The Mexican Navy has contracted for eight of the Oaxaca-class offshore patrol vessels to be built. These craft are modestly armed for patrol duty in and around Mexican waters, both in the Gulf of Mexico and along the Pacific Coast, and are appropriately armed with a conventional array of projectile-firing systems. Of the eight planned, four have since been delivered as of August 2015. The Oaxaca name comes from the state of Oaxaca.
Mexico holds a coastline that covers some 9,330 kilometers and has had many decades of internal issues regarding illegal immigration into the United States and the drug trade involving many of its neighbor nations. As such, its naval assets are in play as much as its ground forces are when weeding out those elements seeking to break national and international laws. Offshore patrol vessels provide the speed and firepower necessary for intercepting illegal shipments to and from Mexico.
The ARM Revolucion (P-164) became the forth ship of the Oaxaca-class when she was commissioned for service in the Mexican Navy during 2010. She followed her sisters ARM Oaxaca (P-161), ARM Baja California (P-162) and ARM Independencia (P-163) as they came online in May 2003, April 2003 and 2010 respectively. The vessels provide more than a show of muscle for their hulls are capable of tackling the shallows when operating offshore and can conduct deep water operations when called upon - thus these warships are employed in roles that include surveillance, humanitarian service and general maritime duties.
Revolucion displaces 1,680 tons (short) and features an overall length of 282 feet, a beam of 34.3 feet and a draught of 11.7 feet. Her machinery consists of 2 x Caterpillar 3616 series V16 diesel engines driving 2 x shafts at speeds of 20 knots. She carries a Terma Scanter 2001 series sensor as well as a Selex NA-25 series radar fit and an optronic Fire Control System (FCS). A complete navigation / surface search suite also makes up part of her modern internal arrangement. A typical crew numbers 77 personnel and she can also house up to forty marines for amphibious assault work or special forces units for clandestine operations. Her flight deck found along the stern can support up to 1 x medium-lift helicopter, typically a Eurocopter (now Airbus Helicopters) AS565 "Panther" being identified. A full-service hangar is part of her hull design.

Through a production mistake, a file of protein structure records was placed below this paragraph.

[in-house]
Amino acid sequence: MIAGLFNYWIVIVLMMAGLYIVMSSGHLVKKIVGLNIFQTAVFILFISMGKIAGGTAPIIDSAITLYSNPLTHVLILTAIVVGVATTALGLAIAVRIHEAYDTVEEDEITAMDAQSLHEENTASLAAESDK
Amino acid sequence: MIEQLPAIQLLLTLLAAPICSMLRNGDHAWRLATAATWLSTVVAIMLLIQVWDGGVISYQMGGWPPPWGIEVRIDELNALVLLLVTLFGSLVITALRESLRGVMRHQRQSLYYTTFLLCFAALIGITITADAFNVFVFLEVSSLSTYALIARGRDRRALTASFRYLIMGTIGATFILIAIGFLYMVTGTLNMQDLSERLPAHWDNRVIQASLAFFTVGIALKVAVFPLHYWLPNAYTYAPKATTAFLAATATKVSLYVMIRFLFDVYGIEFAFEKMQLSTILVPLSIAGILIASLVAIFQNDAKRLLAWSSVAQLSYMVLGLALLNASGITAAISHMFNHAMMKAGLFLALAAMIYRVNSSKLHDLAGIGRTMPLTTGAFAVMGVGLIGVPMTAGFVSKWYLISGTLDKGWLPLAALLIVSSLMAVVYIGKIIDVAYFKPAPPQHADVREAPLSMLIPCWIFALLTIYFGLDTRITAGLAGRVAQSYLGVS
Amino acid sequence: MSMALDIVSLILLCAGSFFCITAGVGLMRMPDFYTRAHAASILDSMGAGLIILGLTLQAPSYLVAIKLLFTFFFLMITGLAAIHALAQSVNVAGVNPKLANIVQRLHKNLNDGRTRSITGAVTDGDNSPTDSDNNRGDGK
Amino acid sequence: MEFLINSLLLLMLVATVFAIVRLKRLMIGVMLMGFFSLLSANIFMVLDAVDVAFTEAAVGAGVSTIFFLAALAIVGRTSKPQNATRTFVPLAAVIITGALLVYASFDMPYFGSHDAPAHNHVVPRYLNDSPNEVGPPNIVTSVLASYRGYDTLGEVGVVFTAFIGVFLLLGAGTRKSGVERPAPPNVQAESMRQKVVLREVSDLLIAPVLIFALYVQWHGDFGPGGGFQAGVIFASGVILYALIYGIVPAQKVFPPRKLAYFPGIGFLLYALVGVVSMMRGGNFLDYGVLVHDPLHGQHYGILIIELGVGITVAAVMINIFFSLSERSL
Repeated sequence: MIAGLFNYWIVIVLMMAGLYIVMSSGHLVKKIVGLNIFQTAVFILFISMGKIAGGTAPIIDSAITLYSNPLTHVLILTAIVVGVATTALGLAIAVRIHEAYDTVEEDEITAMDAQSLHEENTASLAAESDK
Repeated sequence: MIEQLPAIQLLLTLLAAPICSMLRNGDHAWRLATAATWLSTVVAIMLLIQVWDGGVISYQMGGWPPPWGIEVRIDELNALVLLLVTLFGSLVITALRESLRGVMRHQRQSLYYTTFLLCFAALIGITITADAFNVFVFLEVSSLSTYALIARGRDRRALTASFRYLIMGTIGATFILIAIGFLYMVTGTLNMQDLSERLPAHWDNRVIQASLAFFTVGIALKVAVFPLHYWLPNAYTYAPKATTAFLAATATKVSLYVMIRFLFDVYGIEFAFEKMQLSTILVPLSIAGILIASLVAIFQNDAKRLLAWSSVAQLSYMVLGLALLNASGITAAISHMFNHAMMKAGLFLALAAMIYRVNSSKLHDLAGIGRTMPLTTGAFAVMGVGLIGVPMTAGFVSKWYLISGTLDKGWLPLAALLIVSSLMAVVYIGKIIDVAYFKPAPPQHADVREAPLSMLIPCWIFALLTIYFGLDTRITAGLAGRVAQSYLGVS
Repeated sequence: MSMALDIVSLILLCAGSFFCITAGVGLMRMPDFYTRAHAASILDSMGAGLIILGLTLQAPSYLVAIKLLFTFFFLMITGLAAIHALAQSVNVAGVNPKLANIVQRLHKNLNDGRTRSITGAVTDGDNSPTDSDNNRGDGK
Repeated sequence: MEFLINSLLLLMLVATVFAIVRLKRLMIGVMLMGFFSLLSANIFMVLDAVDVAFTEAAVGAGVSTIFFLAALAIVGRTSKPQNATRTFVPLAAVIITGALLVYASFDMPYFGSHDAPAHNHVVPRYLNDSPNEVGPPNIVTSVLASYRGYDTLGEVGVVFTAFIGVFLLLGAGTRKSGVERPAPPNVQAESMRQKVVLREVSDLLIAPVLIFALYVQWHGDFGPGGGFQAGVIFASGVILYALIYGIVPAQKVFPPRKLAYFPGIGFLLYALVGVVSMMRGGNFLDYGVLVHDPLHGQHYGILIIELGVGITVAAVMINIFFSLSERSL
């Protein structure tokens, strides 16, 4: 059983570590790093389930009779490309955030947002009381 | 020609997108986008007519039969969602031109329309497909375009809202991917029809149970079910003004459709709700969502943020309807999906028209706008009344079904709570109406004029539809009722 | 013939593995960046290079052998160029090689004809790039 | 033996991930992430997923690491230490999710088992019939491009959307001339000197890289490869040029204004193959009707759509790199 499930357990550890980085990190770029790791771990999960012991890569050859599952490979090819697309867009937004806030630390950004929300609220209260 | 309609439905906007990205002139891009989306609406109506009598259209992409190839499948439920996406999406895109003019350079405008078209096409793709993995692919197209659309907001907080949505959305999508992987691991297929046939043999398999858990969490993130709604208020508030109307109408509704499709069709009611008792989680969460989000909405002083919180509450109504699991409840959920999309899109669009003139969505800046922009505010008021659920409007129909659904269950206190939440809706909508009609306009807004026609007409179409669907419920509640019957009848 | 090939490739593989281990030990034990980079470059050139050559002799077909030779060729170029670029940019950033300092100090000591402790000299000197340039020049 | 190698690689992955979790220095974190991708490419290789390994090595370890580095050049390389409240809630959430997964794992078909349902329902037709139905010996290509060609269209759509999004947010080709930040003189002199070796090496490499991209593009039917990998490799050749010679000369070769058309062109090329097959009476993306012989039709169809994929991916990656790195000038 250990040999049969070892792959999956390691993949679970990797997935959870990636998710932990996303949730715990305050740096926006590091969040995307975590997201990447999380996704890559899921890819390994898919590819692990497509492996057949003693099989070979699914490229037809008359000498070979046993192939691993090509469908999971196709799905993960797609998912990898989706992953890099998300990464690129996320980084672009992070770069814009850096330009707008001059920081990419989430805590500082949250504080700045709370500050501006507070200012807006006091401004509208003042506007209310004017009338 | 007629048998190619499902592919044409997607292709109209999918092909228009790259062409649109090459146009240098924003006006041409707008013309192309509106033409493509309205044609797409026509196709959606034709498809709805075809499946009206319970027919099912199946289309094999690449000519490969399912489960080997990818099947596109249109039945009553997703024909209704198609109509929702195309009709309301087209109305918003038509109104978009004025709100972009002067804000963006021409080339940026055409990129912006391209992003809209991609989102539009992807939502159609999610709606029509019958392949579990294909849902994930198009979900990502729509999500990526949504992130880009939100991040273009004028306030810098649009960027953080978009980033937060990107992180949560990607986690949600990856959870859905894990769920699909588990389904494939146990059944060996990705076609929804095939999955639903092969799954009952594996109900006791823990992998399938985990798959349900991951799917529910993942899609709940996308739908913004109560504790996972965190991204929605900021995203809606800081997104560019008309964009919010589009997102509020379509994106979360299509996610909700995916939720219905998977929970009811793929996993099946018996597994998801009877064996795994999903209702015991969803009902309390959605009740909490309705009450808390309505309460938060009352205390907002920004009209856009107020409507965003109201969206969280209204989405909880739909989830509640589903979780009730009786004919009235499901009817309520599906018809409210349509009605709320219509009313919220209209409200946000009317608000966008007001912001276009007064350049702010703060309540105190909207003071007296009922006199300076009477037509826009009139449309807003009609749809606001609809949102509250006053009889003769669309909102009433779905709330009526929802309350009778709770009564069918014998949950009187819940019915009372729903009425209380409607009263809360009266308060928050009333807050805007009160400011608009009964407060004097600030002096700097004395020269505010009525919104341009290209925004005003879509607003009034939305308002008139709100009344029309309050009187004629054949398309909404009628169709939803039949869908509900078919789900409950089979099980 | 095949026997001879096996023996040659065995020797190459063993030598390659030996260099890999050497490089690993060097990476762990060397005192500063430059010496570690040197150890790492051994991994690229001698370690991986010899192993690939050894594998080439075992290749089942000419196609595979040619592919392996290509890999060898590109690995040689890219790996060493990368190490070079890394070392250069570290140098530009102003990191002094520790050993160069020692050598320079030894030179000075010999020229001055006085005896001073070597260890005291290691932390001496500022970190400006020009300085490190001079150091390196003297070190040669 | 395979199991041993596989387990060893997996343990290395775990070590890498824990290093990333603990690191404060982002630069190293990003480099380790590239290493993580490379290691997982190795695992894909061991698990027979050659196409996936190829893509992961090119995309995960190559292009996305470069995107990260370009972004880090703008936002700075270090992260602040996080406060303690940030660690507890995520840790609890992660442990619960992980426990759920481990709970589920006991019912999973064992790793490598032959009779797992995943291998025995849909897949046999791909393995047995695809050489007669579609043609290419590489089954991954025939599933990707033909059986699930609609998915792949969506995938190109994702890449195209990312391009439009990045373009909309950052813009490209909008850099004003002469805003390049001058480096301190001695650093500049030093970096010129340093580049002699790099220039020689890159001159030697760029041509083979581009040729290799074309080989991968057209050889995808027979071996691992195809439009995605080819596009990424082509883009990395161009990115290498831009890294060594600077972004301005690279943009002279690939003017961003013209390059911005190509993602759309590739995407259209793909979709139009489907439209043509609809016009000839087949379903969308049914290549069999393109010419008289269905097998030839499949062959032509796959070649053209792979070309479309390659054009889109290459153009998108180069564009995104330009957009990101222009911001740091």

In terms of armament, Revolucion lacks much of the advanced missile-minded hardware seen in American, Russian and European warships as her given role calls for a more modest fit of autocannons and medium-to-heavy machine guns. Her primary weapon is a deck-mounted Italian-originated 76mm Otobreda turreted gun backed by 2 x Italian OTO Melara Mod 517 systems operated through remote-control. Her armament package is rounded out by an Italian 30mm OTO Melara autocannon.
Her profile silhouette showcases a noticeably short forecastle with elevated bow sides. The turreted deck gun is fitted immediately forward with the bridge and its corresponding superstructure just aft. The superstructure is continuous along the length of the ship before the flight deck with a single primary mast being fitted seating the major sensors and processing components of the vessel. The smoke funnel is integrated well into the ship's superstructure near midships and is of a modern low profile design. The hangar makes up the last section of the superstructure with the remaining deck space reserved for the helipad.
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